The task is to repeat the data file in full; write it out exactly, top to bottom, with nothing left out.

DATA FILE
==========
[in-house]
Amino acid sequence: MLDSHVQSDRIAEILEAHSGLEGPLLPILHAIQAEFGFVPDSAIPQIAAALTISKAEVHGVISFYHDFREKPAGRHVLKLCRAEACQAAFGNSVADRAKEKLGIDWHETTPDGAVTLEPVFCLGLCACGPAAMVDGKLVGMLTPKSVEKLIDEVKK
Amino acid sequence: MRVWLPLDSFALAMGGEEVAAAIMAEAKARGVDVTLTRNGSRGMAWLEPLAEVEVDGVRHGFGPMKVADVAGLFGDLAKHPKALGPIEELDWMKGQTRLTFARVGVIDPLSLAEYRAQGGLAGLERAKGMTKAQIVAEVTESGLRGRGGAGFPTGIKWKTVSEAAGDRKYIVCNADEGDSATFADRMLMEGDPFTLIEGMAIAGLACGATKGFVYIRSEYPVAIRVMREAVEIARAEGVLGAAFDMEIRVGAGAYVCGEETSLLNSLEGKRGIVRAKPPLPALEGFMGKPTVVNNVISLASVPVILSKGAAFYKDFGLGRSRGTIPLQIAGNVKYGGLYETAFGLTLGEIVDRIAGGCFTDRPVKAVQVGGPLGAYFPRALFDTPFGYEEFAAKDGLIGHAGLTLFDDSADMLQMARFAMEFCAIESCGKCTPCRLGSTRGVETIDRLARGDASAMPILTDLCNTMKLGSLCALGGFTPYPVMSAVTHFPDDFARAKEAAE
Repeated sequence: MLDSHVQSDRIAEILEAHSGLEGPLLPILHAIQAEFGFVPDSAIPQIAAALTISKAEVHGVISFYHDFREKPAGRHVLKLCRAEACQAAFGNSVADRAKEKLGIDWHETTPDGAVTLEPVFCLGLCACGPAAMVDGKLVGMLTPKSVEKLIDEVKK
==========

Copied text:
[in-house]
Amino acid sequence: MLDSHVQSDRIAEILEAHSGLEGPLLPILHAIQAEFGFVPDSAIPQIAAALTISKAEVHGVISFYHDFREKPAGRHVLKLCRAEACQAAFGNSVADRAKEKLGIDWHETTPDGAVTLEPVFCLGLCACGPAAMVDGKLVGMLTPKSVEKLIDEVKK
Amino acid sequence: MRVWLPLDSFALAMGGEEVAAAIMAEAKARGVDVTLTRNGSRGMAWLEPLAEVEVDGVRHGFGPMKVADVAGLFGDLAKHPKALGPIEELDWMKGQTRLTFARVGVIDPLSLAEYRAQGGLAGLERAKGMTKAQIVAEVTESGLRGRGGAGFPTGIKWKTVSEAAGDRKYIVCNADEGDSATFADRMLMEGDPFTLIEGMAIAGLACGATKGFVYIRSEYPVAIRVMREAVEIARAEGVLGAAFDMEIRVGAGAYVCGEETSLLNSLEGKRGIVRAKPPLPALEGFMGKPTVVNNVISLASVPVILSKGAAFYKDFGLGRSRGTIPLQIAGNVKYGGLYETAFGLTLGEIVDRIAGGCFTDRPVKAVQVGGPLGAYFPRALFDTPFGYEEFAAKDGLIGHAGLTLFDDSADMLQMARFAMEFCAIESCGKCTPCRLGSTRGVETIDRLARGDASAMPILTDLCNTMKLGSLCALGGFTPYPVMSAVTHFPDDFARAKEAAE
Repeated sequence: MLDSHVQSDRIAEILEAHSGLEGPLLPILHAIQAEFGFVPDSAIPQIAAALTISKAEVHGVISFYHDFREKPAGRHVLKLCRAEACQAAFGNSVADRAKEKLGIDWHETTPDGAVTLEPVFCLGLCACGPAAMVDGKLVGMLTPKSVEKLIDEVKK